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Dan-in-Ottawa

Federal government could do more to curb inflation

Battling inflation

Almost daily, I hear serious concerns from local residents about the significant impact the current gas and diesel prices are having on many families.

As I reminded government MPs in Ottawa recently, during debate on the Budget Implementation Act, in many parts of our region driving a vehicle is the only way some people can access healthcare and medical appointments or the nearest school.

The high gas and diesel prices also have another negative impact. As I heard from many small and mid-sized business owners, the shipping and transport costs to receive goods have also increased significantly. That, in turn, means prices must be increased at a time when groceries and other items are already under cost pressure due to high inflation rates.

Ultimately, high gasoline and diesel prices have a negative impact on Canadian households and are causing economic harm.

This is why every other G7 nation has a government that is actively implementing measures to try and provide cost relief to their residents on fuel prices as a way to help increase affordability and mitigate inflation.

Unfortunately, here in Canada, the government, supported by the NDP, refuses to take similar action to help Canadians facing these devastating fuel prices.

This week, the Conservatives tabled a motion in the House of Commons that proposed the following measures:

• Temporarily suspending the GST collected on gasoline and diesel

• Suspending the carbon tax

• Eliminating tariffs on fertilizer

• Enabling the free flow of goods across the Canadian border

• Supporting the recovery of the tourism sector

• Protecting the jobs of federally regulated employees by immediately removing all federal COVID restrictions

• Curbing speculation in the housing market by immediately launching a national public inquiry into money laundering.

The motion proposed measures to help increase affordability and help combat inflation, much like other G7 nations are doing. Unfortunately, the government voted the motion down, with the support of the NDP.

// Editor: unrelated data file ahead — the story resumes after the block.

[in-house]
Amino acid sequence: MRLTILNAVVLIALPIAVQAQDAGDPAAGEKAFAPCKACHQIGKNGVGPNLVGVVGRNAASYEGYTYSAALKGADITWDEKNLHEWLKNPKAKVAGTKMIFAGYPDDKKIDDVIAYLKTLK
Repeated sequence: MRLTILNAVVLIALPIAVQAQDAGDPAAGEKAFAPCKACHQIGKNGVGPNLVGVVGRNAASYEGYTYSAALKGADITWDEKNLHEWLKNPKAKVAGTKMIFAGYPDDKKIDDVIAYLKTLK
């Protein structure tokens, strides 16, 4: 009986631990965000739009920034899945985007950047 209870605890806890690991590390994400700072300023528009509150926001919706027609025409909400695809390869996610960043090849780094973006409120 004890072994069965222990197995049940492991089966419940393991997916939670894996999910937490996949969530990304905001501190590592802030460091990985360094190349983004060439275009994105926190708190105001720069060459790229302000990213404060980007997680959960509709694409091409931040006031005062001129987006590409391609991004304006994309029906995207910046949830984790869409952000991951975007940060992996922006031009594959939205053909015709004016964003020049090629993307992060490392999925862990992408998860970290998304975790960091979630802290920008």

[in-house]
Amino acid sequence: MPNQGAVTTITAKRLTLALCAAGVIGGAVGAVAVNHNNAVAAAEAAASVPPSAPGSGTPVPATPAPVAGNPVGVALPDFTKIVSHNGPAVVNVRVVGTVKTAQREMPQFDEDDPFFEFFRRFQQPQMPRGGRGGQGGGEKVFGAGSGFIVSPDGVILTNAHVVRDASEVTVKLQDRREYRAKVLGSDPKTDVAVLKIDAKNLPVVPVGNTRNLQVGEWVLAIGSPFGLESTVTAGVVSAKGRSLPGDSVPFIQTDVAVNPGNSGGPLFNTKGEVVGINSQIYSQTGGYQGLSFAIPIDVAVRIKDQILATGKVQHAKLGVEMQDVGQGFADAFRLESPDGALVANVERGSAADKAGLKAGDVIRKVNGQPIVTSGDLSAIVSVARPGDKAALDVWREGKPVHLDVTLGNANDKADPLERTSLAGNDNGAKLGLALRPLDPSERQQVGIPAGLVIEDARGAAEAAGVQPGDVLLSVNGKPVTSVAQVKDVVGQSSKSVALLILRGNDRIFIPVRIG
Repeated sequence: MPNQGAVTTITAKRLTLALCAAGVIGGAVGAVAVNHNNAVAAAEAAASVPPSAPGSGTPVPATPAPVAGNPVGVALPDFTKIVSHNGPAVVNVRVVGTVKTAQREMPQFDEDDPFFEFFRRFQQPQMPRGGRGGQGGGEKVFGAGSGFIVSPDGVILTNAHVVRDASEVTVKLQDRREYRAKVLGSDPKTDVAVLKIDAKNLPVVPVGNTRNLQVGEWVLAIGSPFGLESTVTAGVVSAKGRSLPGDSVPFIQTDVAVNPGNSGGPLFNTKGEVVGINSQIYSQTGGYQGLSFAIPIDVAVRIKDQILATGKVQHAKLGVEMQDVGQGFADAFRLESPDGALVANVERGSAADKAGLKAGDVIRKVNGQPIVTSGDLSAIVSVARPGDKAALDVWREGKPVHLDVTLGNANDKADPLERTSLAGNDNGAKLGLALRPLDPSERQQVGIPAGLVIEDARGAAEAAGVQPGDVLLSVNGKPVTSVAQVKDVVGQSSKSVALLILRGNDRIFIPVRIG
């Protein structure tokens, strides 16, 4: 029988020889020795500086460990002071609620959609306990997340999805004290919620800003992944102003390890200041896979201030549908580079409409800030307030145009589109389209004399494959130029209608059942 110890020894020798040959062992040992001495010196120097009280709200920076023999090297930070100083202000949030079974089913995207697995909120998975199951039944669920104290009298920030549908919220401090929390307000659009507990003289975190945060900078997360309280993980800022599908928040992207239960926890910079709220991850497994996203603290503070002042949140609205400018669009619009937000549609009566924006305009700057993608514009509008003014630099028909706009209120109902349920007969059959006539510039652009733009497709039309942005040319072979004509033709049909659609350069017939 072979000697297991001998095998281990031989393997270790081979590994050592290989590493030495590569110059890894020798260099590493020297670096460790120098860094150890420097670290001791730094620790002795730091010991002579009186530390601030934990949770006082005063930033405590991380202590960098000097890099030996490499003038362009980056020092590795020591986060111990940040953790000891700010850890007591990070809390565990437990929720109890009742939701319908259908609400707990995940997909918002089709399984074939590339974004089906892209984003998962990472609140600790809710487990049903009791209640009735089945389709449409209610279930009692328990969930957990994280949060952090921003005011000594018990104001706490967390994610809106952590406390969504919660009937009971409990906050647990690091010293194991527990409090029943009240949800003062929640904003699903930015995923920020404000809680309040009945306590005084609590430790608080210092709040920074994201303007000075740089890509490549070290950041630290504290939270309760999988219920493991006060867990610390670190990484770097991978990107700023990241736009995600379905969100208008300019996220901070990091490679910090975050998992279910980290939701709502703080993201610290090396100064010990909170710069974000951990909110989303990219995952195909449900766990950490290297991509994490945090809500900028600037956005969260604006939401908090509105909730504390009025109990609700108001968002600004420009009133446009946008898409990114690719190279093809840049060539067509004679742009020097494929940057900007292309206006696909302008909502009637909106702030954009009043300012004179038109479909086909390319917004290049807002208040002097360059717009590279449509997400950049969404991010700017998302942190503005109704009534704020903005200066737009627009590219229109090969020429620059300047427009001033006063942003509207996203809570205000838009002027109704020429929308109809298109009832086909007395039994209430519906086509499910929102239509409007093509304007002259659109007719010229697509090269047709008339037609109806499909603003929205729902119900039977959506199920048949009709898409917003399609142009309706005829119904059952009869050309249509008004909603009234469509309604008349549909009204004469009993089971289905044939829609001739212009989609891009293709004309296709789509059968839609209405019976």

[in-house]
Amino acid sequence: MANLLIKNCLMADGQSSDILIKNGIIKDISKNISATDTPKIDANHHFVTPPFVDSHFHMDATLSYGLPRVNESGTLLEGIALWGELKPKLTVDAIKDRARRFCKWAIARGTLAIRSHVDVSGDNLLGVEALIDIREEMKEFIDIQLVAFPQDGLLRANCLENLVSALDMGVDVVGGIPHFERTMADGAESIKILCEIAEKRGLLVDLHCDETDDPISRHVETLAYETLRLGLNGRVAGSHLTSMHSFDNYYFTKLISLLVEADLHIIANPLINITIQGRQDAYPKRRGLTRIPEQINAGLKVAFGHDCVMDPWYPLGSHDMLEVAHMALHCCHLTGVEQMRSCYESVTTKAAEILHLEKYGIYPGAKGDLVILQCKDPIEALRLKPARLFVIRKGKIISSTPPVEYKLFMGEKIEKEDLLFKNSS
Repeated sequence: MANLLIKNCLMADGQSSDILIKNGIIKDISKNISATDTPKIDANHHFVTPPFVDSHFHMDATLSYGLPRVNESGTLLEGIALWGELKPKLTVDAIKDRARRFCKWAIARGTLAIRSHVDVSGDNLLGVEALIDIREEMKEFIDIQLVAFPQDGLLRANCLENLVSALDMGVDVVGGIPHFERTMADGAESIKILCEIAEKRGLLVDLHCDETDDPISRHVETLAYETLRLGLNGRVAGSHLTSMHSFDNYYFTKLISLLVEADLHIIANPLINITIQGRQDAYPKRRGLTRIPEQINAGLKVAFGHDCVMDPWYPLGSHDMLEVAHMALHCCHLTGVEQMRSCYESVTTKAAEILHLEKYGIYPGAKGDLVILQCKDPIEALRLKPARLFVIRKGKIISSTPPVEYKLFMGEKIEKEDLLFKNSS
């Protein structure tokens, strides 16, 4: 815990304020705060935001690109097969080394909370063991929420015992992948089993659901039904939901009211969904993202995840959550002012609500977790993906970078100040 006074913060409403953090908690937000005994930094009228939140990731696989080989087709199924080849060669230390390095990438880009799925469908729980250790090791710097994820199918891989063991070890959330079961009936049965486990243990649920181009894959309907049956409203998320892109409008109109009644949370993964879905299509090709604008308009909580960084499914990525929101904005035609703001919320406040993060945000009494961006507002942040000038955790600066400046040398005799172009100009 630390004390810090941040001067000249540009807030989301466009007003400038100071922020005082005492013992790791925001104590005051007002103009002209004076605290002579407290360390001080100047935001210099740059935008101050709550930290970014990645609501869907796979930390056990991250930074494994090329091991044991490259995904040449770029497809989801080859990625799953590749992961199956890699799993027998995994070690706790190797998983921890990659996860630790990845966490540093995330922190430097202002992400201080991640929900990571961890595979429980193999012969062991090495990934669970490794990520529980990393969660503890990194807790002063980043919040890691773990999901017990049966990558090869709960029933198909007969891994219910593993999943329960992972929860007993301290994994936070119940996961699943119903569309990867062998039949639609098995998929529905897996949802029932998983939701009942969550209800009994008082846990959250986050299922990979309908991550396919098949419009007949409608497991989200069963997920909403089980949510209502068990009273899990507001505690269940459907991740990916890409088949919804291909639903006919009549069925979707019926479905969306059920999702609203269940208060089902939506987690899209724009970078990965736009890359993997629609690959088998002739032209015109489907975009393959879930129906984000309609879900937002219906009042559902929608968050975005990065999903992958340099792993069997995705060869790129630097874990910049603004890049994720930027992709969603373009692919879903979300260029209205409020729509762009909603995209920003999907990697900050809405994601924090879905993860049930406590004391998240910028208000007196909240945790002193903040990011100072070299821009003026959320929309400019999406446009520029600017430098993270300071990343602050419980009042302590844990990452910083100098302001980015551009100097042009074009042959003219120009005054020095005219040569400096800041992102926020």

I say unfortunately because it is estimated inflation alone will cost the average Canadian an extra $2,000 this year.

While these proposed measures would not address all of that additional cost, they would be a step in the right direction to ensure Canadians keep more of the money they earn in their households by sending less to Ottawa.

My question this week:

Do you believe the federal government should be playing a greater role in trying to increase affordability and at the same time make greater efforts to mitigate inflation?

I can be reached at [email protected] or call toll free 1-800-665-8711.

This article is written by or on behalf of an outsourced columnist and does not necessarily reflect the views of Castanet.



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About the Author

Dan Albas, Conservative member of Parliament for the riding of Central Okanagan-Similkameen-Nicola, is the official Oppositions's finance critic.

Before entering public life, Dan was the owner of Kick City Martial Arts, responsible for training hundreds of men, women and youth to bring out their best.

Dan  is consistently recognized as one of Canada’s top 10 most active Members of Parliament on Twitter (@danalbas) and also continues to write a weekly column published in many local newspapers and on this website.

Dan welcomes comments, questions and concerns from citizens and is often available to speak to groups and organizations on matters of federal concern. 

He can be reached at [email protected] or call toll free at 1-800-665-8711.



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The views expressed are strictly those of the author and not necessarily those of Castanet. Castanet does not warrant the contents.

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